This is further corroborated by Marx in his last sustained piece of writing on political economy, ‘Comments on Adolph Wagner’s Lehrbuch der politischen Okonomie’ in 1879-80, where he rejected the idea attributed to him by Wagner that value would operate in a socialist society. Marx criticized Wagner’s ‘premiss that in the “marxist social state” his (Marx’s) theory of value developed for bourgeois society will determine value’ (Marx,K., ‘On Value’, p.28.).

Marx and Engels clearly excluded the operation of the law of value in a socialist society. Nevertheless, they accepted that in a transitional socialist society value would be retained where the small peasantry continued to exist as a class. Engels spoke of such a condition in 1884 in his article on the ‘Peasant Question in France and Germany’:

‘When we are in possession of state power we shall not even think of forcibly expropriating the small peasants (regardless of whether with or without compensation),as we shall have to do in the case of the big landowners. Our task relative to the small peasant consists, in the first place, in effecting a transition of his private enterprise and private possession to cooperative ones, not forcibly but by dint of example and the proffer of social assistance for this purpose’.

In the U.S.S.R. even after collectivisation and the establishment of group property, private production in a restricted form continued to exist. While Gosplan could abrogate the operation of the law of value in the sphere of state industry, the state farms, and the MTS by regulating the allocation of social labour through a definite plan, that was not in the bounds of possibility in the collective farms, where even though the sown area, yield, the extent of tractor-work, the number of socially owned cattle, the gross production of agriculture, the volume of compulsory payments and the payments in kind to the MTS came under the scope of directive planning, the state could not plan the use of the surplus commodity production or the use of labour-power of definite periods on definite tasks (Smolin,N., ‘O zachatkakh produkto-obmena’, Voprosi Ekonomiki, No.1, 1953, pp.33-45.).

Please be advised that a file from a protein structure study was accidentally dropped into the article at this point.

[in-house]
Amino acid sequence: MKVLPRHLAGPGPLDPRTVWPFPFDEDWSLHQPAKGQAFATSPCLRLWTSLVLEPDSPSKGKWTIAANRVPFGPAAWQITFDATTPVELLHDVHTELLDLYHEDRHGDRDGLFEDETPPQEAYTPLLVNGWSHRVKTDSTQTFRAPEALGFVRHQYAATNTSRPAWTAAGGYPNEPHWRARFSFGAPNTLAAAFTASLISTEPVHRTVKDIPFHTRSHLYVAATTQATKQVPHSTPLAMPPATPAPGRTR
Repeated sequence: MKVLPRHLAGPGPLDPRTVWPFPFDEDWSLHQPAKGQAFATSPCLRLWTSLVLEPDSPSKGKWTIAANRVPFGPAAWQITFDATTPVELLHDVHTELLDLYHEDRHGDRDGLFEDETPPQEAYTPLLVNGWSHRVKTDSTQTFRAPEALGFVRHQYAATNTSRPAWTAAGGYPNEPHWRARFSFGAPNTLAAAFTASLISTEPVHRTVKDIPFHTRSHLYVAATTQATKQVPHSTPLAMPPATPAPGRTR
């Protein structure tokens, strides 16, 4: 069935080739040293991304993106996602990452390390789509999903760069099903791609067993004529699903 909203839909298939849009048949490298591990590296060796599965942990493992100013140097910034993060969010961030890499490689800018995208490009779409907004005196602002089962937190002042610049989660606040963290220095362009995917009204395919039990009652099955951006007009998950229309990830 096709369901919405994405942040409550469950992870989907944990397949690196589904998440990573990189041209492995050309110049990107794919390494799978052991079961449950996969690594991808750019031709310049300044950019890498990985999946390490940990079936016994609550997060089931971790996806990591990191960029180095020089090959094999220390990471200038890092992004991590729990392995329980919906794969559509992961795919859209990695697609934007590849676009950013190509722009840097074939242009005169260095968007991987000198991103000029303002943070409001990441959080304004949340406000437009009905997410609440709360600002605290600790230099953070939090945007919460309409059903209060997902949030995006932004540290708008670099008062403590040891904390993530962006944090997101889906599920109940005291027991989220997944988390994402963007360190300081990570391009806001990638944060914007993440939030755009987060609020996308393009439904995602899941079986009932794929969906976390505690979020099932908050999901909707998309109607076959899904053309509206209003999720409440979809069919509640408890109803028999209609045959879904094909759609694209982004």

Voznesensky did not maintain the stand of Marxism for he held that the law of value operated in the distribution of labour among the various branches of the Soviet economy i.e. in the industrial as well as in the agricultural sectors. In propagating this view, Voznesensky stood apart from the general consensus of Soviet economists. In the editorial article of 1943 ‘Some Problems of Teaching Political Economy’ it had been argued that ‘the assignments of funds, and labour power to individual branches of production is effected in a planned way, according to the basic tasks of socialist construction’ (Pod Znamenem Markzisma,No.7-8, 1943.). Similarly, in the following year the doyen of Soviet political economy, K.V.Ostrovityanov, argued that in a socialist economy ‘the distribution of labour and the means of production among the various branches of the national economy takes place not on the basis of a fortuitous movement of prices and the pursuit of profits, but on the basis of planned leadership making use of the law of value’ (Ostrovityanov,K.V., ‘Ob osnovnikh zakonomernostyakh razvitiya sotsialisticheskogo khozaistva’, Bol’shevik, No.23-24, 1944, pp.50-59.). Value did not ‘direct the distribution of social labour’ then but it played ‘the role of an auxiliary tool of the planned distribution of labour and means of production among the branches of Soviet economy’.

Value did not govern the development of the production of the means of production for without its being restricted the allocation of the necessary funds for this sector could not be found. Yet Voznesensky in his discussion on establishing the appropriate proportions between production of the means of production and production of consumer goods for the purposes of reproduction on an extending scale argues in such a manner as to dispense with indicating the primacy of production of the means of production (Department 1) in relation to production of the means of consumption (Department 11) which was necessary for ensuring the continuous expansion of the national economy, relegating the matter to the section of the work relating to the post-war economy: